Soon after they were bought by Schneider Electric (2008-9 ?), ... we noticed that the APC quality and service starting to tank and warrantess shortening. For a while, we had a mix and later we began phasing out the APC units. We found APC support is a bit standoffish; Even here in 2019, the Cyber folks will talk you for 30 minutes and call ya back 10 days later just to make sure all is right with the thing.

As for the OP.... I wouldn't bother with Power Sticks... if you just want surge protectioon, the $15 - $25 hardware store crap is just that. Up into the 90s, we used the under monitor type which I liked for the switched in which I could turn off all the peripherals. Back them the motto was... if it doesn't cost $90 it ain't worth having.

This is the type I would recommend if a UPS is beyond the budget.


Sorry I can't give ya more here ... we stopped using them maybe 20 years ago ... tho i still have 1 or 2 laying around that i can only find when I'm not looking for one.

If you do wanna go the UPS route , I'll give ya a short synopsis how we settled into what and how you might go about picking one.

After the APC days, the 1st the Cyberpower models we were recommending / using was the CyberPower PR1500LCD ... has a run time in excess of 20 minutes but weighs 50-60 pounds. Started to hate them when that important paper fell behind the desk and you had to move it to retrieve and vacuum. ... and they ain't cheap ranging from $325 to $400 over last few years. Now we use and recommend the Cyberpower CP1500PFCLCD - (PFC Pure Sine Wave / 100 % Active PFC Compatible Model) which goes for @ $200 ... IIRC, last one I bought was $184 .. otrdered it Saturday night around 11:30 pm and it was here Monday afternoon via Prime free delivery.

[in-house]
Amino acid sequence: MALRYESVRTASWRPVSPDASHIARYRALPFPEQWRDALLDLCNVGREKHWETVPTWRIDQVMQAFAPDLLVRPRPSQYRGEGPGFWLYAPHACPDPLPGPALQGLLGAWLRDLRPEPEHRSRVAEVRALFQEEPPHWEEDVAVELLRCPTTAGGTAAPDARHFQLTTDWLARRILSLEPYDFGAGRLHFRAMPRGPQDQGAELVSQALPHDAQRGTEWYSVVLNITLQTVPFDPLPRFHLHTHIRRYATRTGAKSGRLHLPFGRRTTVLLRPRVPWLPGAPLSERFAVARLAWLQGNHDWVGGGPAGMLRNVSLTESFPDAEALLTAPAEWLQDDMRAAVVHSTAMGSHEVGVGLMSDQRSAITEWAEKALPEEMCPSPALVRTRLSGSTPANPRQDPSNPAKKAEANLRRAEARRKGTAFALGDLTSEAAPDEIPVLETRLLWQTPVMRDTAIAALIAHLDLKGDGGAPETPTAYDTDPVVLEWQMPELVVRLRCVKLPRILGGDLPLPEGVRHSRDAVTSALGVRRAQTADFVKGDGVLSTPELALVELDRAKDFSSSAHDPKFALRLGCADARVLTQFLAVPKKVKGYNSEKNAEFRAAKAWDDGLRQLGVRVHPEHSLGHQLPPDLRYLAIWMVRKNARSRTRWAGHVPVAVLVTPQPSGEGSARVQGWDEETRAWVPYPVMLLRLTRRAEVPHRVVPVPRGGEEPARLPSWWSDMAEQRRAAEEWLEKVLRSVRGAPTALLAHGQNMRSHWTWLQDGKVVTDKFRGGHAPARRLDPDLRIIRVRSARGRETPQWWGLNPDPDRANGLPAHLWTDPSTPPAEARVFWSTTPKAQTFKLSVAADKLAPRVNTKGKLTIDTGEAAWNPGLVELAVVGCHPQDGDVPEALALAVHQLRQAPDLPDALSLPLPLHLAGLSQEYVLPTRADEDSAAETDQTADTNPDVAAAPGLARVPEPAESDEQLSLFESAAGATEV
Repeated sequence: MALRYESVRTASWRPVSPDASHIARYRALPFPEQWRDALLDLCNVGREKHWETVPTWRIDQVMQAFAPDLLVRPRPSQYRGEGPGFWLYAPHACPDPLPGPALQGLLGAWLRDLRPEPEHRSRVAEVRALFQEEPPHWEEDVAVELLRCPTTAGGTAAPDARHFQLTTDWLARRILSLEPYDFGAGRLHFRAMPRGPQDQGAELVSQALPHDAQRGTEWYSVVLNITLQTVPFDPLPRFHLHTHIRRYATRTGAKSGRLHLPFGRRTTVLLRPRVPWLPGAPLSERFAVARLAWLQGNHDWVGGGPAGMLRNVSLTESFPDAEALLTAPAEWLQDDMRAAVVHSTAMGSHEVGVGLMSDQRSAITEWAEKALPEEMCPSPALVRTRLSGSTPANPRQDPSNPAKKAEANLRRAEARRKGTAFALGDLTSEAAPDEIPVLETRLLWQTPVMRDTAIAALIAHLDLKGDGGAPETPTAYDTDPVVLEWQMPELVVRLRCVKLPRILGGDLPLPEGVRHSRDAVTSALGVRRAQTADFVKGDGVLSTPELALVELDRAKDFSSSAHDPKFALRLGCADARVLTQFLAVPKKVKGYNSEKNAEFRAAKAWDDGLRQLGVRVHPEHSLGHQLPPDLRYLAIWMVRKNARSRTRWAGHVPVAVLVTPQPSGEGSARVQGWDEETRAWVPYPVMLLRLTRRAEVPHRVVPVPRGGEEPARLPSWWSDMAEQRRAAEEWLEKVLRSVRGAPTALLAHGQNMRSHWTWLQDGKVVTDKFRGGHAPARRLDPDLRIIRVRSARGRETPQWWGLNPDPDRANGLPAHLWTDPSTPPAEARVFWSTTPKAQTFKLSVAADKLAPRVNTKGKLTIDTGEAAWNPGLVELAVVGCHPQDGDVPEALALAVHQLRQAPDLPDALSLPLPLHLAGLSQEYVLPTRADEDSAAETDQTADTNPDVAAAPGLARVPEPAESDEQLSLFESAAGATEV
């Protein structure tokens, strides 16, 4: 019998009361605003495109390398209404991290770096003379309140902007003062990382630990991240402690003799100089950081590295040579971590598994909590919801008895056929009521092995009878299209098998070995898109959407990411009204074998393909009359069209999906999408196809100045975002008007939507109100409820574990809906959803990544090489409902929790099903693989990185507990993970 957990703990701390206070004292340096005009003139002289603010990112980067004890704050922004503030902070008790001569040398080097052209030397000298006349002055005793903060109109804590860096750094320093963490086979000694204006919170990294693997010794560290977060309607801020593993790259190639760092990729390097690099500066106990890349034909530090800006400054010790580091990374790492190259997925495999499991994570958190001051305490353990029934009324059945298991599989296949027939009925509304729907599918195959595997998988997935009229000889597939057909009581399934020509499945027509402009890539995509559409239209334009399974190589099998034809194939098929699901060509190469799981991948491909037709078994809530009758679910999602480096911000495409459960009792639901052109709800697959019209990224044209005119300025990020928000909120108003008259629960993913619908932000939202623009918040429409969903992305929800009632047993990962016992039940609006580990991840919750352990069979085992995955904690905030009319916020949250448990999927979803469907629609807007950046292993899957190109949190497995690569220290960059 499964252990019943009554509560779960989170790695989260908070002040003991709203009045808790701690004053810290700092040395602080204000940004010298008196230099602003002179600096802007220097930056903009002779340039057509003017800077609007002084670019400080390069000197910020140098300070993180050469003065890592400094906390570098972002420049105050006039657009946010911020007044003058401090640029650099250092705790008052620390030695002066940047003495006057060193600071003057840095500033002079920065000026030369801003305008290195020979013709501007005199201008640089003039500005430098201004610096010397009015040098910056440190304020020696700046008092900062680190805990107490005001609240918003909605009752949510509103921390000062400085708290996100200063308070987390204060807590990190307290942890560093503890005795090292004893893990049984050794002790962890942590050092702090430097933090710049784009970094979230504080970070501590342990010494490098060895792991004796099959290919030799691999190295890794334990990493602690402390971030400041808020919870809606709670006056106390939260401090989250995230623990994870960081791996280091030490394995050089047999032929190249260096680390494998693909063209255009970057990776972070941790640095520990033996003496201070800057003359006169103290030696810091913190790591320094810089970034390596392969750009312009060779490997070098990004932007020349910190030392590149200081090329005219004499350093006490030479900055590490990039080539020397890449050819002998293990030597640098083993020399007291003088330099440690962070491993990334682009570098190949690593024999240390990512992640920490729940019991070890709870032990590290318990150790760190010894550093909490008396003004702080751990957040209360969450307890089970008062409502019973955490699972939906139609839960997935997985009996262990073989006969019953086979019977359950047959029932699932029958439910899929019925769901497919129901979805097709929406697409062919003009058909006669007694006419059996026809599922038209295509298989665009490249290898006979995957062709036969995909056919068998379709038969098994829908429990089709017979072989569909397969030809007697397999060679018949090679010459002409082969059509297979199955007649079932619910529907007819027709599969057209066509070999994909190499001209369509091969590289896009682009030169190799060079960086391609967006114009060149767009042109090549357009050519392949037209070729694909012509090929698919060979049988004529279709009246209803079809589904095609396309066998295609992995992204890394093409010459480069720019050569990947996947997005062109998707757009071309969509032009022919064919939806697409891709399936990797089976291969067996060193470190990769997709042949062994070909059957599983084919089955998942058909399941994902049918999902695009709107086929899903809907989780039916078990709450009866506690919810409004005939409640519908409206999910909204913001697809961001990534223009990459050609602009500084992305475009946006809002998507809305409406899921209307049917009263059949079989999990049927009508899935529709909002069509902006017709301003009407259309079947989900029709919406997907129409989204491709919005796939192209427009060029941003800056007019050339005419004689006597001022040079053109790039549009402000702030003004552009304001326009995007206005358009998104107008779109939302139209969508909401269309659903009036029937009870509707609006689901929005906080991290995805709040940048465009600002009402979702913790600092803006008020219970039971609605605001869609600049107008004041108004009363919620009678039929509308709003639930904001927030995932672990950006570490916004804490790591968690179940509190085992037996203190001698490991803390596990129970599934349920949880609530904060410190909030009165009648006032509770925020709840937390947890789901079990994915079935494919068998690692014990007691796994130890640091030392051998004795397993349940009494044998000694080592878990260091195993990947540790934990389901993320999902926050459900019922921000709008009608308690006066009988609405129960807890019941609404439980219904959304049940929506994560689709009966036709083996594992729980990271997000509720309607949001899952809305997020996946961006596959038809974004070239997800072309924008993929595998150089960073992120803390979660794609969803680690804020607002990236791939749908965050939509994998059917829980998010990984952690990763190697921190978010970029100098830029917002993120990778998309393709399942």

Did a web search on "Best UPS" just to see what some of the "weekend experts" listed. Can't say I was enamored with any one of their "evaluation processes". Seems like everyone just googling and stealing from tidbits from each other .. also noticed a lot of wrong data. So I wouldn't put much faith in how they picked... maybe they just mined betetr sources than I found or maybe the pulled outta you can guess where.


When I go looking, I usually go on newegg and type in 1500 VA.... $150 - $400 and look around ... you can sort by most reviews, best rating, best selling. I generally sort first on "best rating" to whittle it down a bit to 3-4 models with at least 100 reviews and then start matching needs with available models


Then I'll read the reviews to see what kind of problems people experiences, check the warrranty and important stats and how they fared with any tech support experiences and make a pick. I have a 1250 watt PSU that tops out at about 775 watts at the wall under stress testing ... in gaming it rarely breaks 685.